Saral Gyan celebrates this festive season with Dussehra Diwali Offer of the Year. Enjoy Savings upto 30% and valuable freebies. Click here for details.



SERVICES:        HIDDEN GEMS    |    VALUE PICKS    |    15% @ 90 DAYS    |    WEALTH-BUILDER


Monday, August 16, 2010

Fundamental Analysis: Stock Price - Cheap or Expensive?

To find a cheap stock you need to know its fair value. If the current price is lower than its fair value, then you got your self a cheap stock. Cheap stock does not mean it has low rupee value. A Rs. 100 stock is called cheap if its fair value is Rs. 200, greater than it's current price. A Rs. 1 stock is called expensive if its fair value is Rs. 0.5, lower than it's current price.

A simple way to find out if a stock is cheap or not is by looking at it's P/E (Price / Earning) ratio. The P/E ratio is a measure of the price paid for a share relative to the profit per share.

PE = Price Per Share / Earning Per Share

A higher P/E ratio means that investors are paying more for each unit of income. The price per share (numerator) is the market price of one stock. The earnings per share (denominator) is the net income of the company for the most recent 12 month period, divided by number of shares outstanding. Investors can use the P/E ratio to compare the value of stocks. If one stock has a higher P/E that of another stock in the same industry, all things being equal, it is a less attractive investment. Normally, stocks with high earning growth are traded at higher P/E values, because investor anticipate the high growth.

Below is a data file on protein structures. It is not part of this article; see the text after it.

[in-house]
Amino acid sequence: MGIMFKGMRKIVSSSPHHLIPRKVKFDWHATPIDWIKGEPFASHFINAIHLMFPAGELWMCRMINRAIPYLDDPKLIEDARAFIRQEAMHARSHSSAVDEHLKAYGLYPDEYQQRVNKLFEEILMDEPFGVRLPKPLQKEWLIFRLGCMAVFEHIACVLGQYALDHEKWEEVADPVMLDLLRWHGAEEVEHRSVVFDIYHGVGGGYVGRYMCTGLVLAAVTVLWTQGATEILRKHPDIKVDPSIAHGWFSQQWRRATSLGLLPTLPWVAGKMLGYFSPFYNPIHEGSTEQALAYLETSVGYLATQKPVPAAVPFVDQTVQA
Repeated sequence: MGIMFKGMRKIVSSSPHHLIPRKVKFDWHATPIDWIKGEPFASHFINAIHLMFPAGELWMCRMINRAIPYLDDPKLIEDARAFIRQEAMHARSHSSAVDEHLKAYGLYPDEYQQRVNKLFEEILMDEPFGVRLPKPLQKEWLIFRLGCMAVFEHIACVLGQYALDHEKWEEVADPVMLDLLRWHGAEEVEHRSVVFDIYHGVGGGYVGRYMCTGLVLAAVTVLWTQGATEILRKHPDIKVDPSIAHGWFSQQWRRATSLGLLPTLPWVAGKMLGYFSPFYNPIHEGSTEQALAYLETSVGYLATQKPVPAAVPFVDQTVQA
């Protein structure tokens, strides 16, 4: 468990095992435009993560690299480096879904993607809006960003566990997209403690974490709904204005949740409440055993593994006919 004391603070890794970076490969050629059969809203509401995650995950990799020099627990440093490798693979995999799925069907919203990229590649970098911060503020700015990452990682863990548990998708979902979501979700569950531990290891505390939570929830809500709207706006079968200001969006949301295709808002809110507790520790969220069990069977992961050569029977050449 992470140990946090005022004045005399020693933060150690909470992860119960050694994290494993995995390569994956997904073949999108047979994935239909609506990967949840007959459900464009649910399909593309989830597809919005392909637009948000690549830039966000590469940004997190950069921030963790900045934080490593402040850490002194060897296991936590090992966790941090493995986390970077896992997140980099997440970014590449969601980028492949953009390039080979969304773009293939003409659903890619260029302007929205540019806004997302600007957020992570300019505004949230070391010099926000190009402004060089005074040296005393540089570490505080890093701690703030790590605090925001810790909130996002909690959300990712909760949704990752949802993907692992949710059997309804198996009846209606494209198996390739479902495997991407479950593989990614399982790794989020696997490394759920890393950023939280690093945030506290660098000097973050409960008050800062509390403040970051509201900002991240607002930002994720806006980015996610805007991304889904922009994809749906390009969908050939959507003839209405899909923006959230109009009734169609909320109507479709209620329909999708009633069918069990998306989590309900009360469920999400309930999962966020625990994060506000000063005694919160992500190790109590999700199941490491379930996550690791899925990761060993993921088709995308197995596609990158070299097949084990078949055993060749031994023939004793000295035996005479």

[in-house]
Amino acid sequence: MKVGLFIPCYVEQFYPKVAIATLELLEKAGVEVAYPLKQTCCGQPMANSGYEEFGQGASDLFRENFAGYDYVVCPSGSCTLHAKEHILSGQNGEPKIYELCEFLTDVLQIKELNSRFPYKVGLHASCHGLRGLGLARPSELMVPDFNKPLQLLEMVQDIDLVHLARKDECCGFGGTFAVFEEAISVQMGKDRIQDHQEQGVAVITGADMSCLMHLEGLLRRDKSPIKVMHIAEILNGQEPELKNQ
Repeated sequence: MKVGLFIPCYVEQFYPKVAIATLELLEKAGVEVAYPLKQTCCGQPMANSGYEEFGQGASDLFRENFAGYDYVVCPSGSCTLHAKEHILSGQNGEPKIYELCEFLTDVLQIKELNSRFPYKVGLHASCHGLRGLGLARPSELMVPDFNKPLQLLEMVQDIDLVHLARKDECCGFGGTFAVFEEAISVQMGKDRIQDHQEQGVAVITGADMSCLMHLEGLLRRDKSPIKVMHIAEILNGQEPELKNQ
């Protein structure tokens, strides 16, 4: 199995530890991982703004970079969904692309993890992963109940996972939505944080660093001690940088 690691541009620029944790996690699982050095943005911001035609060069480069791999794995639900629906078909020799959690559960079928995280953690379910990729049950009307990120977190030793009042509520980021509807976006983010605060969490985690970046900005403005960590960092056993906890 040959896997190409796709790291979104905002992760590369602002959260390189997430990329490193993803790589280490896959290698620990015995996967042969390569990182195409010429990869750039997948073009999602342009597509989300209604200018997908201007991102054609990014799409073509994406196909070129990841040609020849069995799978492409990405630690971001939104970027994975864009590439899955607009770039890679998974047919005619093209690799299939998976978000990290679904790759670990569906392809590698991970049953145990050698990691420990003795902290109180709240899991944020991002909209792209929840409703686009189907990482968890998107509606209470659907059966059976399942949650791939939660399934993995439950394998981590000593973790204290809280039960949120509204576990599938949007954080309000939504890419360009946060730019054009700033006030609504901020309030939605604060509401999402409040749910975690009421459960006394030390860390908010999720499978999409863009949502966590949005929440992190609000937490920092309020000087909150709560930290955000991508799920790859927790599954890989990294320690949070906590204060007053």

A more advance ratio fom PE is the PEG ratio. The Price/Earnings To Growth, is a valuation metric for determining the relative trade-off between the price of a stock, the earnings generated per share (EPS), and the company's expected growth. A lower ratio is "better" (cheaper) and a higher ratio is "worse" (expensive). A PEG ratio that approaches two or goes higher than 2 is believed to be too high. This means that the price paid is to be much higher relative to the projected earnings growth.

The PEG ratio of 1 represents a fair value between the price and the company's growth. Similar to PE ratios, a lower PEG means that the stock is undervalued. If a company is growing at 30% a year, then the stock's P/E could be 30 to have a PEG of 1. PEG ratios between 1 and 2 are therefore considered to be in the range of normal values.

Defining the projected growth rate is difficult. It will be wise enough to use reasonable future growth rate by checking quarter's earnings have grown, as a percentage, over the same quarter one year ago.

PEG ratio is suitable for high growing company and is less appropriate for measuring companies without high growth. Large, well-established companies, for instance, may offer dividend income, but little growth. This dividend will affect price and PEG ratio.

PEG is a widely used indicator of a stock's potential value. It is favored by many over the price/earnings ratio because it also accounts for growth. Similar to the P/E ratio, a lower PEG means that the stock is more undervalued.

Keep in mind that the numbers used are projected growth and therefore can be less accurate.